A day or two before his death, he had gone into the Masjid and told the people from the pulpit, ‘There is a slave amongst the slaves of God to whom God has offered the choice between this world and that which is with Him, and the slave has chosen that which is with God’. Anas (ra) later said, ‘I never saw the Prophet’s face more beautiful than it was at that hour’.

The Prophet’s (saw) death was a great shock to the Muslims and some even refused to believe that he had passed away. Abu Bakr (ra), however, reminded the people that the Prophet (saw) was only a human Messenger, and he was not immortal.

Abu Bakr (ra) said, ‘O people! If it was Muhammad whom you worshipped, then know that he is dead. But if it is Allah whom you worshipped, then know that He does not die’. 

Umar (ra) said afterwards, ‘When I heard Abu Bakr recite that verse, I was so astounded that I fell to the ground. My legs would no longer carry me, and I knew that Allah’s Messenger had died’.

Allah had presented the Prophet (saw) with the choice to live a little longer or to return to Him but the Prophet (saw) chose to return to him. The grief and sorrow felt by the Muslims was immense, in Madinah in particular. They were grieving not just for the Prophet (saw), whom they loved more than anyone else, but for the end of Revelation:

‘I don’t weep for him’, said Umm Ayman, who had been like a mother to the Prophet (saw). ‘Don’t I know that he has gone to something which is better for him than this world? But I weep for the tidings of Heaven which have been cut off from us.’ 

Does Rabi’-ul-Awwal have any special blessings or benefits?

Unlike, the months of Ramadan or Dhul Hijjah, there are no special recommendations to fast, pray or make du’a during Rabi’-ul-Awwal. However, the events that took place during this month make it special and one that deserves our attention and respect.

The birth of the Prophet (saw) was ‘a mercy to the worlds’ (Qur’an, 21:107), and Allah(swt)  chose Rabi’-ul-Awwal to illuminate us with this mercy. This is the time to be grateful to Allah (saw) for the amazing blessing of sending the Prophet (saw) to us and guiding us to His Light.

The month of Rabi’-ul-Awwal is also a good time to revive or strengthen your connection with the Prophet (saw) and his Sunnah. Afterall, it is only through the sacrifices, efforts, and immense love of the Prophet (saw) that we have been given the incredible guidance of the Qur’an and Sunnah. Allah says in the Qur’an:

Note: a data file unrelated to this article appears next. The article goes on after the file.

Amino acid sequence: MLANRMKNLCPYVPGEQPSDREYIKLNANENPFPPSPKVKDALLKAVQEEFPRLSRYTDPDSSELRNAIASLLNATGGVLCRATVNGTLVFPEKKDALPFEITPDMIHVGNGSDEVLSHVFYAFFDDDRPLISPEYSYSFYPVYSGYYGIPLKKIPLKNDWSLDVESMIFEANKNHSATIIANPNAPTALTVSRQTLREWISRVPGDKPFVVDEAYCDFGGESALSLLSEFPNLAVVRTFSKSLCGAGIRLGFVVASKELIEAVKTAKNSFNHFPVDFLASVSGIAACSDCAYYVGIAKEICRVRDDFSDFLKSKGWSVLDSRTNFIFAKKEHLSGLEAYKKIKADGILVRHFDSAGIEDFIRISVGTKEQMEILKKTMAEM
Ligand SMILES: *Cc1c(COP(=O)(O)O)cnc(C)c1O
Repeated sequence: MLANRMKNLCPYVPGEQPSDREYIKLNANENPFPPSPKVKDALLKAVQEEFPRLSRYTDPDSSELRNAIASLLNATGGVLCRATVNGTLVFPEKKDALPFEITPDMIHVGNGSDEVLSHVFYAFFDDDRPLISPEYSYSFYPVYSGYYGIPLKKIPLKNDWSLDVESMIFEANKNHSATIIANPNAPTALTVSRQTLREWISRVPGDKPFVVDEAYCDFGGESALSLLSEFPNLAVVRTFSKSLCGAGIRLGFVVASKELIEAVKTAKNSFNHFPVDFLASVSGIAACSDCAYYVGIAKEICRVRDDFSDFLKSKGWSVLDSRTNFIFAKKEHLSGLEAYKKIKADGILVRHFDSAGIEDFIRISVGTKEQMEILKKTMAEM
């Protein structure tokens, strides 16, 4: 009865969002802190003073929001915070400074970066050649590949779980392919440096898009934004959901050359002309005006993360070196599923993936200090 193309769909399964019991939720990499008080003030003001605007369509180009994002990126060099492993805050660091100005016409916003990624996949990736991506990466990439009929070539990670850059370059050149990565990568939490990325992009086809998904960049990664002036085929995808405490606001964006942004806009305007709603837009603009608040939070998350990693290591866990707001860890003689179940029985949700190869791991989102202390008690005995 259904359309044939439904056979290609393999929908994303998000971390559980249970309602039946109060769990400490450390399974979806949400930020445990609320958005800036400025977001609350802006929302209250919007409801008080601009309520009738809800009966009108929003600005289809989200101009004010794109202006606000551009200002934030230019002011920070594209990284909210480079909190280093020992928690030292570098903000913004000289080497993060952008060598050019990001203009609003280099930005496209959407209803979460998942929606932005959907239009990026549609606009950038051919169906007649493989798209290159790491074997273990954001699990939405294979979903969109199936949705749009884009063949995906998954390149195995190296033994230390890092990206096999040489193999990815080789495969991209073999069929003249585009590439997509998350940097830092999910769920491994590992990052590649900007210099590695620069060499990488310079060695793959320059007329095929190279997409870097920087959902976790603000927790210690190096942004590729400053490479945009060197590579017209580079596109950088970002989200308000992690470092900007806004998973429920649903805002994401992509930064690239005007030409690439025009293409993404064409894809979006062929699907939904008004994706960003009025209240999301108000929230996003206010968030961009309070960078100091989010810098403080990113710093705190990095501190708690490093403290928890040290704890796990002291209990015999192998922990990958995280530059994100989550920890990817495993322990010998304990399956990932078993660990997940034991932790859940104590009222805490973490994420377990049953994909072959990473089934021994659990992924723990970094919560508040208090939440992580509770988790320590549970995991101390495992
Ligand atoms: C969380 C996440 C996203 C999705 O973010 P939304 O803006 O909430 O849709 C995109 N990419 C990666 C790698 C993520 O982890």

‘Indeed Allah conferred a great favour on the believers when he sent among them a Messenger from among themselves, reciting unto them His verses, and purifying them, and instructing them (in) the Book (Quran) and Al-Hikmah, (the wisdom and the Sunnah of the Prophet (saw)), while before that they had been in manifest error’. (Qur’an, 3:164)

We should strive to follow the Sunnah of the Prophet (saw) as much as possible in our daily lives and the best way to do this is to read, understand and follow the Qur’an and bring life to the Sunnah.

We know that the ‘The Prophet is closer to the believers than their own selves’. (Qur’an, 33:6) but if we do not feel this closeness to the Prophet (saw), the solution is simple: learn more about his character and his life, and naturally, our love for him will grow. Reading the Seerah (the Prophet’s (saw) biography) is a good place to begin. It is also a good idea to start following Prophetic habits, such as visiting the sick and elderly, smiling often, and giving to charity. 

It is important to not single out this month to connect with the Prophet (saw), but rather to use it as an opportunity to build good habits that we can emulate throughout the year. This is the ultimate blessing and significance of Rabi’-ul-Awwal.

The best way of following the Sunnah practices of the Prophet (saw) is to give charity. Our Prophet (saw continuously encouraged his followers to help others, calling upon all Muslims to support their families and neighbours as well as less fortunate communities and the wider ummah. He took care of orphans and widows and regularly fed the poor, sick and elderly.  Why not start following in his footsteps and donate to our projects today? 

 

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Muslim Hands was established in the UK in 1993. Muslim Hands is an international aid agency and NGO working in over 50 countries worldwide to help those affected by natural disasters, conflict and poverty. Muslim Hands Canada is a registered charity with the Canada Revenue Agency (Charity Registration No. 81126 4985 RR0001).